Prediabetes may affect breast milk supply

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If women are prediabetic when giving birth, they may find it difficult to make enough breast milk to feed their newborns, according to new research from Cincinnati Children's Hospital Medical Center and the University of California, Davis. The findings show that insulin dysregulation can negatively impact milk supply.

 

If women are prediabetic when giving birth, they may find it difficult to make enough breast milk to feed their newborns, according to new research from Cincinnati Children's Hospital Medical Center and the University of California, Davis. The findings show that insulin dysregulation can negatively impact milk supply.

Building on a previous study, scientists suggest that insulin affects lactation success. The study authors point out theirs is the first study to explain how in the process of lactation the human mammary gland becomes extremely sensitive to insulin.

The latest study identified genes expressed in human milk-making cells that tend to be highly sensitive. During the period between the production of colostrum in the first days after giving birth and the secretion of greater volume of milk in mature lactation, several genes “switch on and off,” scientists noted.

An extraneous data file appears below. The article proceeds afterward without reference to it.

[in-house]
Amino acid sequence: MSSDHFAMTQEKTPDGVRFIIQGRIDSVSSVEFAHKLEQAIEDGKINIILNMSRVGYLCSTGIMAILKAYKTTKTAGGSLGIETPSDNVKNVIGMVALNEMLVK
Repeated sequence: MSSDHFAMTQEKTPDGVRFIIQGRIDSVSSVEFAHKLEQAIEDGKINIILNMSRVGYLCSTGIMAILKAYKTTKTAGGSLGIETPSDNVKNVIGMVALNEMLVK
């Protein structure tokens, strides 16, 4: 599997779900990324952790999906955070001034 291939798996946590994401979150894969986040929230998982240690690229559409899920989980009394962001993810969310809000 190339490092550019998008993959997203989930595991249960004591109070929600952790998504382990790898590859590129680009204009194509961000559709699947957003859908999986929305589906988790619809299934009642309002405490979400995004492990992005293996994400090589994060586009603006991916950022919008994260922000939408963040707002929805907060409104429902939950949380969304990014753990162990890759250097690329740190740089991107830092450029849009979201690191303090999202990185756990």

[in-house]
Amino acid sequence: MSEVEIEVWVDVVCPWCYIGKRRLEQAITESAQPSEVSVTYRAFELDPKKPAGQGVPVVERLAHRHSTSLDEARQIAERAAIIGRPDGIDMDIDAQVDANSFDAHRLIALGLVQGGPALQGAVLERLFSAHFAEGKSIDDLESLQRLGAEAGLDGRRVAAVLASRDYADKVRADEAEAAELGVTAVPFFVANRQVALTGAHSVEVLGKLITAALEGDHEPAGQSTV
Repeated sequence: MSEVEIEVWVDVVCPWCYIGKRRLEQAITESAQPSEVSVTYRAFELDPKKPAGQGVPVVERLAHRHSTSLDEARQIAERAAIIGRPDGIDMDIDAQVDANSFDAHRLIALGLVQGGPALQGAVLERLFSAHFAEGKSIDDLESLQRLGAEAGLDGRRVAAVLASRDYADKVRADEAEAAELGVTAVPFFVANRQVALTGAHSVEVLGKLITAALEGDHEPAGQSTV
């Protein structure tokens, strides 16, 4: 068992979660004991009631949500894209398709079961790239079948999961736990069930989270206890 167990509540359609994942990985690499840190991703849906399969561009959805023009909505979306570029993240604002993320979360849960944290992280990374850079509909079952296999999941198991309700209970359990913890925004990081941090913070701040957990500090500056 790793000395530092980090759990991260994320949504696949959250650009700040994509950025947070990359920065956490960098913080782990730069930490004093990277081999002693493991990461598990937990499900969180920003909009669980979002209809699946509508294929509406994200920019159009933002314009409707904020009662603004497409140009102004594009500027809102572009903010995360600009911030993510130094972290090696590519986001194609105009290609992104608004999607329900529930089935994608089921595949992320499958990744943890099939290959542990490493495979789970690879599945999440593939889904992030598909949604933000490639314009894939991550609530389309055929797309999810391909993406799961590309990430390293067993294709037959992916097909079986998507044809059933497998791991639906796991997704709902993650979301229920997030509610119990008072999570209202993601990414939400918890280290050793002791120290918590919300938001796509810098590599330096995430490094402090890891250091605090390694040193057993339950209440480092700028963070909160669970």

The *PTPRF (Protein tyrosine phosphatase, receptor type, F) gene may be a biomarker for inadequate milk production. The gene stifles signals related to cells that are often triggered by insulin binding to its receptor on the cell surface.

The authors’ findings may help investigators in the future, when studying physical reasons for women having problems breastfeeding.

Upon this latest discovery, study authors plan to pursue a phase I/II clinical trial assessing a medication that is given to control blood sugar in patients with type 2 diabetes. The primary outcome will be to analyze whether this boosts insulin activity in the mammary gland, enabling prediabetic women to generate adequate breast milk.

 

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